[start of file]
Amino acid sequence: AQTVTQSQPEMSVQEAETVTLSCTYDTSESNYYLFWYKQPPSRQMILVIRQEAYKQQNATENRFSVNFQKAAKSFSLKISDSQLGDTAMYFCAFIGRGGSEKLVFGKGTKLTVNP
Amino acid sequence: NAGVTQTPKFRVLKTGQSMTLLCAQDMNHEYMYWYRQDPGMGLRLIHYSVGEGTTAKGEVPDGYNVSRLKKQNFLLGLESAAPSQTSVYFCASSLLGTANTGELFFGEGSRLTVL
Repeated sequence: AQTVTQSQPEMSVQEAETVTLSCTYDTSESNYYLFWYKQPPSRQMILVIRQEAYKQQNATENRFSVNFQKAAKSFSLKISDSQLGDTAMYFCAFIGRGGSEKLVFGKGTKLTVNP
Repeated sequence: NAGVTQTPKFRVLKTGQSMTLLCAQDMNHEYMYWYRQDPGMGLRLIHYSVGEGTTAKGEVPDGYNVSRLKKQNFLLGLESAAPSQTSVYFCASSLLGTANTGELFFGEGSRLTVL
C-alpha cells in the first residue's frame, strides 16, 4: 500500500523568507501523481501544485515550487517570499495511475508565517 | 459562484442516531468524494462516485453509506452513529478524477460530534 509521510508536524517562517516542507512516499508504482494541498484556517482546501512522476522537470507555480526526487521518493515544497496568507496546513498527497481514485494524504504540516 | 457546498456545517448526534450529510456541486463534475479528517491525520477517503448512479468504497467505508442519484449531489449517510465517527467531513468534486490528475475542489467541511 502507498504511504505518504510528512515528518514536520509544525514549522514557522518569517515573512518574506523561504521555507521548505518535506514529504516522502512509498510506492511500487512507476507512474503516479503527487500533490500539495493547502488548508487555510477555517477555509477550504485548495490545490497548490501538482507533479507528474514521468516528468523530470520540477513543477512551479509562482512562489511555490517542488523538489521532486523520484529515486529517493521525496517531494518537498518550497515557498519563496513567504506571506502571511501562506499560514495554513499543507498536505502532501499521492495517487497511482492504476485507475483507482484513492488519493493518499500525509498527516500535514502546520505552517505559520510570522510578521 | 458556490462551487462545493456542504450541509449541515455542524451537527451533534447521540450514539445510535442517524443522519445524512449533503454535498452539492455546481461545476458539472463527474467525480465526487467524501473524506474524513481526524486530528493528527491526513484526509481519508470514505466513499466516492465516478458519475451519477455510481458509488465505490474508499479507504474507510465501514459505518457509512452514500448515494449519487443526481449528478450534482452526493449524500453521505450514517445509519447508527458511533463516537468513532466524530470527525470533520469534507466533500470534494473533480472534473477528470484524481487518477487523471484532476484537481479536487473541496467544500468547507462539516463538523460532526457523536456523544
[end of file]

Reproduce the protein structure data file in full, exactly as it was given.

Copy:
Amino acid sequence: AQTVTQSQPEMSVQEAETVTLSCTYDTSESNYYLFWYKQPPSRQMILVIRQEAYKQQNATENRFSVNFQKAAKSFSLKISDSQLGDTAMYFCAFIGRGGSEKLVFGKGTKLTVNP
Amino acid sequence: NAGVTQTPKFRVLKTGQSMTLLCAQDMNHEYMYWYRQDPGMGLRLIHYSVGEGTTAKGEVPDGYNVSRLKKQNFLLGLESAAPSQTSVYFCASSLLGTANTGELFFGEGSRLTVL
Repeated sequence: AQTVTQSQPEMSVQEAETVTLSCTYDTSESNYYLFWYKQPPSRQMILVIRQEAYKQQNATENRFSVNFQKAAKSFSLKISDSQLGDTAMYFCAFIGRGGSEKLVFGKGTKLTVNP
Repeated sequence: NAGVTQTPKFRVLKTGQSMTLLCAQDMNHEYMYWYRQDPGMGLRLIHYSVGEGTTAKGEVPDGYNVSRLKKQNFLLGLESAAPSQTSVYFCASSLLGTANTGELFFGEGSRLTVL
C-alpha cells in the first residue's frame, strides 16, 4: 500500500523568507501523481501544485515550487517570499495511475508565517 | 459562484442516531468524494462516485453509506452513529478524477460530534 509521510508536524517562517516542507512516499508504482494541498484556517482546501512522476522537470507555480526526487521518493515544497496568507496546513498527497481514485494524504504540516 | 457546498456545517448526534450529510456541486463534475479528517491525520477517503448512479468504497467505508442519484449531489449517510465517527467531513468534486490528475475542489467541511 502507498504511504505518504510528512515528518514536520509544525514549522514557522518569517515573512518574506523561504521555507521548505518535506514529504516522502512509498510506492511500487512507476507512474503516479503527487500533490500539495493547502488548508487555510477555517477555509477550504485548495490545490497548490501538482507533479507528474514521468516528468523530470520540477513543477512551479509562482512562489511555490517542488523538489521532486523520484529515486529517493521525496517531494518537498518550497515557498519563496513567504506571506502571511501562506499560514495554513499543507498536505502532501499521492495517487497511482492504476485507475483507482484513492488519493493518499500525509498527516500535514502546520505552517505559520510570522510578521 | 458556490462551487462545493456542504450541509449541515455542524451537527451533534447521540450514539445510535442517524443522519445524512449533503454535498452539492455546481461545476458539472463527474467525480465526487467524501473524506474524513481526524486530528493528527491526513484526509481519508470514505466513499466516492465516478458519475451519477455510481458509488465505490474508499479507504474507510465501514459505518457509512452514500448515494449519487443526481449528478450534482452526493449524500453521505450514517445509519447508527458511533463516537468513532466524530470527525470533520469534507466533500470534494473533480472534473477528470484524481487518477487523471484532476484537481479536487473541496467544500468547507462539516463538523460532526457523536456523544